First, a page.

Your weekend brunch comes courtesy of rich New Yorkers in the 1930s


Brunch in New York City is far more than a simple combo of two meals — breakfast and lunch. Love it or hate it, the Gotham brunch scene is something of a spectacle, particularly in warm weather months where flocks of Sex and the City-types head to their local fancy eateries hoping to ply themselves with mimosas and see and be seen.

But even though modern New Yorkers seem to have taken ownership of the concept, Ephemeral New York sheds some light on its real origins. Turns out the idea of “brunch” was actually created by Guy Behringer, an English writer in 1885, who felt the meal would “encourage good cheer and ease Sunday hangovers.”

As with most cool things, those with mad cash quickly embraced the idea, taking it over as a way to celebrate the week’s end — though only in the UK at first. “Brunch did not become a New York City culinary experience until the early 1930s, when chef Werner Haechler offered it in the dining room at the Hotel Lombardy, on East 56th Street in Manhattan,” explains Andrew F. Smith in “Savoring Gotham: A Food Lover’s Companion to New York City.” In post-war years when attendance in church began declining, attendance at brunch rose. And as we all know, it continues to soar.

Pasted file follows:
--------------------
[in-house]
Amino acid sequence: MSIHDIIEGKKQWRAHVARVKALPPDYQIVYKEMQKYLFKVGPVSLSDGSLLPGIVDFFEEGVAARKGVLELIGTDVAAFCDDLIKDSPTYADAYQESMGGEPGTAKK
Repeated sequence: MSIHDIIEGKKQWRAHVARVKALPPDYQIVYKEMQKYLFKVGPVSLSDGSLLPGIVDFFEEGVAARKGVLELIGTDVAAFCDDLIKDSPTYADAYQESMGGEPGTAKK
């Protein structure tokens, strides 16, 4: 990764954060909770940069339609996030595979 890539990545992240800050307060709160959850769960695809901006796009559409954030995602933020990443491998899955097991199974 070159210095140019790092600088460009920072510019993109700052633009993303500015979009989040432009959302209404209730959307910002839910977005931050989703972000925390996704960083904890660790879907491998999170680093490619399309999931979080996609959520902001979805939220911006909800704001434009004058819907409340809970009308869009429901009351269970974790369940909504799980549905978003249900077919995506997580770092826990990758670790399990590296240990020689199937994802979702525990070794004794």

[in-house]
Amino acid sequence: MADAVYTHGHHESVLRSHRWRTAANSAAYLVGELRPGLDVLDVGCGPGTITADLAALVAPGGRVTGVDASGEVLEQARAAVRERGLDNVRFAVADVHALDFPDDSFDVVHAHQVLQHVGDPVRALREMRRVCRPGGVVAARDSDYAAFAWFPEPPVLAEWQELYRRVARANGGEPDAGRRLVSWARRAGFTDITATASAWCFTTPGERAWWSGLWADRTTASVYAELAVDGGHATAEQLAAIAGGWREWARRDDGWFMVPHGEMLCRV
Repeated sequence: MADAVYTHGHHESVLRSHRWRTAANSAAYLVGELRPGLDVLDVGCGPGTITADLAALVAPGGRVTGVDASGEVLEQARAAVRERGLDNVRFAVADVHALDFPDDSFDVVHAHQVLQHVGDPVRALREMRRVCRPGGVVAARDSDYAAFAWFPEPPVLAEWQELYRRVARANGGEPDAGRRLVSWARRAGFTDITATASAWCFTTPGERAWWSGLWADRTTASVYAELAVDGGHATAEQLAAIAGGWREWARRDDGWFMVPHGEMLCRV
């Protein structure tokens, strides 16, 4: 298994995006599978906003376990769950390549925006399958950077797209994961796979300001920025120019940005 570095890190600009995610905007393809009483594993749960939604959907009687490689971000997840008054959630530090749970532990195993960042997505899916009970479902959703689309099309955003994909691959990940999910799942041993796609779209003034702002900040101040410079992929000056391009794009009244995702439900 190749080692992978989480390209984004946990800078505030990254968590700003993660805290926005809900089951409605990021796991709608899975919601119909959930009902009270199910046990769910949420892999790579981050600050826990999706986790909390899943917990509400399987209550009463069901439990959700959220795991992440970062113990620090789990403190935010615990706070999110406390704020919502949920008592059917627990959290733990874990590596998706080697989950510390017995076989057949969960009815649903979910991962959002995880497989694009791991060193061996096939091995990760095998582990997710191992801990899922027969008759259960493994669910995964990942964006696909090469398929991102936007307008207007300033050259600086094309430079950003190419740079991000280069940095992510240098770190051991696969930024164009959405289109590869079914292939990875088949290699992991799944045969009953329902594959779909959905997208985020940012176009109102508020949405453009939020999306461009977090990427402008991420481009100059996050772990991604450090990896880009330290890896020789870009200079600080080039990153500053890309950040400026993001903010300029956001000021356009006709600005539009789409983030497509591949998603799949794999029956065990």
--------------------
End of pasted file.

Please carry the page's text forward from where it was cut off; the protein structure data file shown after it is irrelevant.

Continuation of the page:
While the prices and eats have changed — in 1939 the New York Times highlighted sautéed veal and kidneys as part of the new brunch phenomenon — booze was certainly always at its center. Back then, New York’s liquor laws meant that those looking for a boozy brunch had to arrive after 1 p.m. And even though Mimosas and Bellinis were less prevalent (they didn’t become the norm until the 1950s), brunchers certainly still liked to pop bottles on weekend morns; one of the most popular libations was a mixture of port and champagne, called a “velvet”. [Ephemeral]